>
>     # increasing or not ?
>     if ((low is None) or (upp is None)) and increasing is None:
>         assert sl < su
>         f_low = func(sl, *args)
>         f_upp = func(su, *args)
>         increasing = (f_low < f_upp)
>
>     print 'low, upp', low, upp
>     print 'increasing', increasing
>     print 'sl, su', sl, su
>
>
>     start_low, start_upp = sl, su
>     if not increasing:
>         start_low, start_upp =  start_upp, start_low
>         left, right = right, left
>
>     max_it = 10
>     n_it = 0
>     factor = 10.
>     if left is None:
>         left = start_low #* factor
>         while func(left, *args) > 0:
>             right = left
>             left *= factor
>             if n_it >= max_it:
>                 break
>             n_it += 1
>         # left is now such that cdf(left) < q
>     if right is None:
>         right = start_upp #* factor
>         while func(right, *args) < 0:
>             left = right
>             right *= factor
>             if n_it >= max_it:
>                 break
>             n_it += 1
>         # right is now such that cdf(right) > q
>
> #    if left > right:
> #        left, right = right, left #swap
>     return optimize.brentq(func, \
>                            left, right, args=args, xtol=xtol)
>
>
> def func(x, a):
>     f = (x - a)**3
>     print 'evaluating at %f, fval = %f' % (x, f)
>     return f
>
>
>
> def funcn(x, a):
>     f = -(x - a)**3
>     print 'evaluating at %f, fval = %f' % (x, f)
>     return f
>
> print brentq_expanding(func, args=(0,), increasing=True)
>
> print brentq_expanding(funcn, args=(0,), increasing=False)
> print brentq_expanding(funcn, args=(-50,), increasing=False)
>
> print brentq_expanding(func, args=(20,))
> print brentq_expanding(funcn, args=(20,))
> print brentq_expanding(func, args=(500000,))
>
> # one bound
> print brentq_expanding(func, args=(500000,), low=10000)
> print brentq_expanding(func, args=(-50000,), upp=-1000)
>
> print brentq_expanding(funcn, args=(500000,), low=10000)
> print brentq_expanding(funcn, args=(-50000,), upp=-1000)
>
> # both bounds
> # hits maxiter in brentq if bounds too wide
> print brentq_expanding(func, args=(500000,), low=300000, upp=700000)
> print brentq_expanding(func, args=(-50000,), low= -70000, upp=-1000)
> print brentq_expanding(funcn, args=(500000,), low=300000, upp=700000)
> print brentq_expanding(funcn, args=(-50000,), low= -70000, upp=-10000)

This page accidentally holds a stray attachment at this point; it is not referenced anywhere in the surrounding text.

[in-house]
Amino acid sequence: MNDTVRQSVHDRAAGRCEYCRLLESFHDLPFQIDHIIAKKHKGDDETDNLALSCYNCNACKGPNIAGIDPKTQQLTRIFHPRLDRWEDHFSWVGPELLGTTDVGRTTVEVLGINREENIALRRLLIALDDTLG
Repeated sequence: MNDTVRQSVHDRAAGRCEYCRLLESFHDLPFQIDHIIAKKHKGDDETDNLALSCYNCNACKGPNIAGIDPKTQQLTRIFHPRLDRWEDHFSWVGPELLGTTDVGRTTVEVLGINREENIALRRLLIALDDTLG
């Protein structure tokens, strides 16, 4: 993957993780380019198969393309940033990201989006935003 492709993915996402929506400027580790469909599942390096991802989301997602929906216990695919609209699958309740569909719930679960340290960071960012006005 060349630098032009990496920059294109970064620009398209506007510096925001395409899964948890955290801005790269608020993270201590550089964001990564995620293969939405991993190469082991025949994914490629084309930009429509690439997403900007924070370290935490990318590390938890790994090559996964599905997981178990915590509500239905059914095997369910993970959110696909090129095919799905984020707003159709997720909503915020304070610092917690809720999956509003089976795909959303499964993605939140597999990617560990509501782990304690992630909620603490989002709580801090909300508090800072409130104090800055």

> -----------------------------
>
>>
>>>
>>> Your application looks to be finding points on a monotone function on the
>>> interval [0, inf]. For that you could use the interval [0, 1] and map it to
>>> [0, inf] with the substitution x/1-x, although the point x == 1 will be a
>>> bit tricky unless your function handles inf gracefully. The accuracy will
>>> also tend to be relative rather than absolute, but that seems to be a given
>>> in any case. I suppose this approach falls under the change of variables
>>> method. Those tend to be problem specific, so I don't know if they would be
>>> a good fit for scipy, but certainly they could work well in specialized
>>> domains. It would also seem to be a good idea to match the asymptotic
>>> behavior if possible, which will tend to linearize the problem. So other
>>> options would be functions like log, erf, arctan, etc, for the substitution,
>>> but in those cases you probably already have the the inverse functions.
>>
>> That might be a good idea to get brentq to influence the selection of
>> subdivisions, exponential instead of linear. One problem with brentq
>> is that I would have to give one huge bound, but the most likely case
>> is much smaller.
>> (example find sample size for power identity, we should get an answer
>> below 1000 but in some cases it could be 100.000)
>>
>> One related problem for the bounded case in (0,1) is the open
>> interval, I use 1e-8, some packages use 1e-6 to stay away from the
>> undefined boundary points.
>> But again, there could be some extreme cases where the solution is
>> closer to 0 or 1, than the 1e-8.
>> (I don't remember if we found a solution to a similar problem in the
>> stats.distributions, or if I mix up a case there.)
>>
>> Josef
>>
>>>
>>> Chuck
>>>
>>> _______________________________________________
>>> SciPy-User mailing list
>>> SciPy-User@scipy.org
>>> http://mail.scipy.org/mailman/listinfo/scipy-user
>>>